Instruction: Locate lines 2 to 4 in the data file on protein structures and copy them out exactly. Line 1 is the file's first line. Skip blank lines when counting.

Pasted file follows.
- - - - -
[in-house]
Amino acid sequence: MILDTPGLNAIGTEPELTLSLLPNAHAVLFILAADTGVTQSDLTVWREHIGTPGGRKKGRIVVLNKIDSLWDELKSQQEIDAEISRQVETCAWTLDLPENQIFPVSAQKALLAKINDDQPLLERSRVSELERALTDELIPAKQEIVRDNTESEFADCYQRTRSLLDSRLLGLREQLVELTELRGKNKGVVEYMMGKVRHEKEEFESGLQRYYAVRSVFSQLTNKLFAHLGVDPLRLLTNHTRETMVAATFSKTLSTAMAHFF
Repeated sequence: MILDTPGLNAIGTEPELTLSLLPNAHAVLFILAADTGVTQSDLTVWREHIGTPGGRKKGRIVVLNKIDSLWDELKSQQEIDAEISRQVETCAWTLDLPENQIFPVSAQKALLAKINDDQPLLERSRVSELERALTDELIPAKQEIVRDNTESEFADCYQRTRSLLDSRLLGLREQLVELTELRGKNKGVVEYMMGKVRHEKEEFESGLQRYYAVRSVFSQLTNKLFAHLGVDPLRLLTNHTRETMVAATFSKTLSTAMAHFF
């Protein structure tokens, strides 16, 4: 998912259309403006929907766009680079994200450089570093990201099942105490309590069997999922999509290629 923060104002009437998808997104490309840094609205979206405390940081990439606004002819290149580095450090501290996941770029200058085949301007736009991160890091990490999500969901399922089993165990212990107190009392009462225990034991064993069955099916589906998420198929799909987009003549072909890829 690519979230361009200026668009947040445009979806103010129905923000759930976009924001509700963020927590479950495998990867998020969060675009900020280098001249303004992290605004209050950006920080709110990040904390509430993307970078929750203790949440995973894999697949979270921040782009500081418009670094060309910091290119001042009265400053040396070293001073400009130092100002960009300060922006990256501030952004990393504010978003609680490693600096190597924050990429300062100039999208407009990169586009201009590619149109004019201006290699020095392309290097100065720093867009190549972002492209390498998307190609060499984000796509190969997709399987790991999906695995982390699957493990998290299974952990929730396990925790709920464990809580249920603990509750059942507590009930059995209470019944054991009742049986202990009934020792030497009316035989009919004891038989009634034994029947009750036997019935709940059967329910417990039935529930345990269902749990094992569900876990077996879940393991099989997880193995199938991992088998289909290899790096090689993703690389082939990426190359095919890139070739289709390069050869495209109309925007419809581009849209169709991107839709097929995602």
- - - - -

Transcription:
Amino acid sequence: MILDTPGLNAIGTEPELTLSLLPNAHAVLFILAADTGVTQSDLTVWREHIGTPGGRKKGRIVVLNKIDSLWDELKSQQEIDAEISRQVETCAWTLDLPENQIFPVSAQKALLAKINDDQPLLERSRVSELERALTDELIPAKQEIVRDNTESEFADCYQRTRSLLDSRLLGLREQLVELTELRGKNKGVVEYMMGKVRHEKEEFESGLQRYYAVRSVFSQLTNKLFAHLGVDPLRLLTNHTRETMVAATFSKTLSTAMAHFF
Repeated sequence: MILDTPGLNAIGTEPELTLSLLPNAHAVLFILAADTGVTQSDLTVWREHIGTPGGRKKGRIVVLNKIDSLWDELKSQQEIDAEISRQVETCAWTLDLPENQIFPVSAQKALLAKINDDQPLLERSRVSELERALTDELIPAKQEIVRDNTESEFADCYQRTRSLLDSRLLGLREQLVELTELRGKNKGVVEYMMGKVRHEKEEFESGLQRYYAVRSVFSQLTNKLFAHLGVDPLRLLTNHTRETMVAATFSKTLSTAMAHFF
């Protein structure tokens, strides 16, 4: 998912259309403006929907766009680079994200450089570093990201099942105490309590069997999922999509290629 923060104002009437998808997104490309840094609205979206405390940081990439606004002819290149580095450090501290996941770029200058085949301007736009991160890091990490999500969901399922089993165990212990107190009392009462225990034991064993069955099916589906998420198929799909987009003549072909890829 690519979230361009200026668009947040445009979806103010129905923000759930976009924001509700963020927590479950495998990867998020969060675009900020280098001249303004992290605004209050950006920080709110990040904390509430993307970078929750203790949440995973894999697949979270921040782009500081418009670094060309910091290119001042009265400053040396070293001073400009130092100002960009300060922006990256501030952004990393504010978003609680490693600096190597924050990429300062100039999208407009990169586009201009590619149109004019201006290699020095392309290097100065720093867009190549972002492209390498998307190609060499984000796509190969997709399987790991999906695995982390699957493990998290299974952990929730396990925790709920464990809580249920603990509750059942507590009930059995209470019944054991009742049986202990009934020792030497009316035989009919004891038989009634034994029947009750036997019935709940059967329910417990039935529930345990269902749990094992569900876990077996879940393991099989997880193995199938991992088998289909290899790096090689993703690389082939990426190359095919890139070739289709390069050869495209109309925007419809581009849209169709991107839709097929995602």